Alone in her private chamber, the senescent Queen broke with tradition and gazed into her mirror. Despite her velvet gown and layers of jewels, she searched in vain for the remnants of her beauty, but found no trace of them in her reflection. Time had forced her into the strange and unfamiliar mask of an old woman. Regardless of her efforts to revive the natural blush of youth, she recognized that it was irretrievably gone.
These days, she felt as if she wasn’t fooling anyone. In the eyes of the world she was an old crone, like those burned at the stake in the superstitious villages to the north. Men had no respect for such haggard creatures. Even though she still ruled a powerful nation, she was no different from any other wretched woman who had suffered the indignities of Time. In men, old age symbolized wisdom; but in women, it meant decay. Age had rallied her enemies against her and made her more vulnerable to destruction.
Tonight she barred all attendants from her door. Alone and unobserved, she removed her wig and ran her fingers through her wispy gray hair. She tried to recall the face of her mother, the beauteous Anne Boleyn. But so many years had passed; she had been only three at the time of her mother’s execution, and the memory refused to answer her summons. At least her unfortunate mother hadn’t been forced to endure the agony of outliving her beauty.
Indeed, Elizabeth Tudor had survived long enough to have gained wisdom, the essential quality Lord Burghley had assured her was required by a successful monarch. But now she wondered if it was better for a female monarch to die young and at the peak of perfection – like her mother, bereft of the head whose face would one day betray her in the mirror. Wisdom was a fine quality, though perhaps overrated; for when it came down to a universal truth in a world governed by men, women without a trace of sensual beauty were powerless to control events in their favor.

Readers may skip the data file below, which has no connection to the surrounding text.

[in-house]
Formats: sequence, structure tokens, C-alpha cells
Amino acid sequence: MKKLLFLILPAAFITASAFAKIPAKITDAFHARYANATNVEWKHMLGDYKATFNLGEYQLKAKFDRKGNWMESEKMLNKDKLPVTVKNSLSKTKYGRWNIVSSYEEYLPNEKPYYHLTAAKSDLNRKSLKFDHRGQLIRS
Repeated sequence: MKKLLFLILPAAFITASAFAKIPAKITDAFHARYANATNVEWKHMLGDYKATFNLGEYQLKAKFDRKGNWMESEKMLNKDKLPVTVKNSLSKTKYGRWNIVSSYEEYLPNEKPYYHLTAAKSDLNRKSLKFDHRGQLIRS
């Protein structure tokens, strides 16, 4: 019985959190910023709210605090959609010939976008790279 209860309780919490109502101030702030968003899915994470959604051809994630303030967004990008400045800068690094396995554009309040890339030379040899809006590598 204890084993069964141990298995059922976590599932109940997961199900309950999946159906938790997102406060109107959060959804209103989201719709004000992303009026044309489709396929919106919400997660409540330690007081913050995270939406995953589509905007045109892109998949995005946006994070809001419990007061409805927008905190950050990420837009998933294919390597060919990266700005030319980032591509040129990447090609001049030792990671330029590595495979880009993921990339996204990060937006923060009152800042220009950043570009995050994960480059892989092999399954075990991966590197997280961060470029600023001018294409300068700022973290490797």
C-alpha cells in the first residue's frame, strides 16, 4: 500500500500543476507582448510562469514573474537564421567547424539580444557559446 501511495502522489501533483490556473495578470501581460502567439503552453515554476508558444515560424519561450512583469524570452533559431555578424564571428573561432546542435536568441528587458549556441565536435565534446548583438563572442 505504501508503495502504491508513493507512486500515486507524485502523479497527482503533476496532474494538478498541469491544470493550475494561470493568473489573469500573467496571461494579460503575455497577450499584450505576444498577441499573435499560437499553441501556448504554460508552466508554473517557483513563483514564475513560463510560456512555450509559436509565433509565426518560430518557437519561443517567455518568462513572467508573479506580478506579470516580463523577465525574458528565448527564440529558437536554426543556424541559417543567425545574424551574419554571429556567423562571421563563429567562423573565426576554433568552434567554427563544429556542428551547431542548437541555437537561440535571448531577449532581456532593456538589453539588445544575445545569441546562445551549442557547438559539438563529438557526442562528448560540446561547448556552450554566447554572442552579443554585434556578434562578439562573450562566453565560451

She dipped a small towel into the bowl of rosewater and wrung it out. She closed her eyes and spread the linen across her face, feeling her tears merge into its warmth. After a few moments, she removed the cloth and gently began peeling away the layers of wax that covered her face, just as her ladies had routinely done under strict orders of absolute silence. When finished, the mask of her royal persona lay in pieces on the table.
In the glass, she saw the reflection of an ordinary woman who had governed in extraordinary times. The Earl of Oxford would have understood her ambivalence at this cruel unmasking, for he had often described his emotions after a performance, when the illusions he had created were stripped away, yielding a harsh reality that slowly emerged from the fading mists of glamor.
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